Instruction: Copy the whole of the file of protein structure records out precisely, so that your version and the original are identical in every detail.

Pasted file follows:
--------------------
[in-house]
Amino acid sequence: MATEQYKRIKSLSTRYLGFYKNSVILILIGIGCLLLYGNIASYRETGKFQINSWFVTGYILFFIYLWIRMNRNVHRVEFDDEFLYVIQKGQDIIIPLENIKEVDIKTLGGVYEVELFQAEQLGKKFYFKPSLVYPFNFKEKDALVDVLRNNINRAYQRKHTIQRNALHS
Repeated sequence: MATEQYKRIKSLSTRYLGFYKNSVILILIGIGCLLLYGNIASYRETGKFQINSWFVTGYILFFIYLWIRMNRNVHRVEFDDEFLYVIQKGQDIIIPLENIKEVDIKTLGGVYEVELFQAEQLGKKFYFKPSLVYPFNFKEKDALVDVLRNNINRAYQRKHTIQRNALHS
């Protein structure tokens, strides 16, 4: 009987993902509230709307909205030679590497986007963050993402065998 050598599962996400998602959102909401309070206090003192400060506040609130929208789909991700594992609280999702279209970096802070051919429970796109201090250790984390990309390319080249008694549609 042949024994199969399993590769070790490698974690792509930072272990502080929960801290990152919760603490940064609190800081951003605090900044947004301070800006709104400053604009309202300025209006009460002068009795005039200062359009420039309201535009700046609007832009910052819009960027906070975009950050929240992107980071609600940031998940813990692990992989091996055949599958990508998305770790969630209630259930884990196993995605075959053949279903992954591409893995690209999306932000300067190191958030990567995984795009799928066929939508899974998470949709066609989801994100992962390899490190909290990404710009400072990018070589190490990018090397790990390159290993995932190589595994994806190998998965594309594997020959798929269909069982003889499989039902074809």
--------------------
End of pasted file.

[in-house]
Amino acid sequence: MATEQYKRIKSLSTRYLGFYKNSVILILIGIGCLLLYGNIASYRETGKFQINSWFVTGYILFFIYLWIRMNRNVHRVEFDDEFLYVIQKGQDIIIPLENIKEVDIKTLGGVYEVELFQAEQLGKKFYFKPSLVYPFNFKEKDALVDVLRNNINRAYQRKHTIQRNALHS
Repeated sequence: MATEQYKRIKSLSTRYLGFYKNSVILILIGIGCLLLYGNIASYRETGKFQINSWFVTGYILFFIYLWIRMNRNVHRVEFDDEFLYVIQKGQDIIIPLENIKEVDIKTLGGVYEVELFQAEQLGKKFYFKPSLVYPFNFKEKDALVDVLRNNINRAYQRKHTIQRNALHS
């Protein structure tokens, strides 16, 4: 009987993902509230709307909205030679590497986007963050993402065998 050598599962996400998602959102909401309070206090003192400060506040609130929208789909991700594992609280999702279209970096802070051919429970796109201090250790984390990309390319080249008694549609 042949024994199969399993590769070790490698974690792509930072272990502080929960801290990152919760603490940064609190800081951003605090900044947004301070800006709104400053604009309202300025209006009460002068009795005039200062359009420039309201535009700046609007832009910052819009960027906070975009950050929240992107980071609600940031998940813990692990992989091996055949599958990508998305770790969630209630259930884990196993995605075959053949279903992954591409893995690209999306932000300067190191958030990567995984795009799928066929939508899974998470949709066609989801994100992962390899490190909290990404710009400072990018070589190490990018090397790990390159290993995932190589595994994806190998998965594309594997020959798929269909069982003889499989039902074809």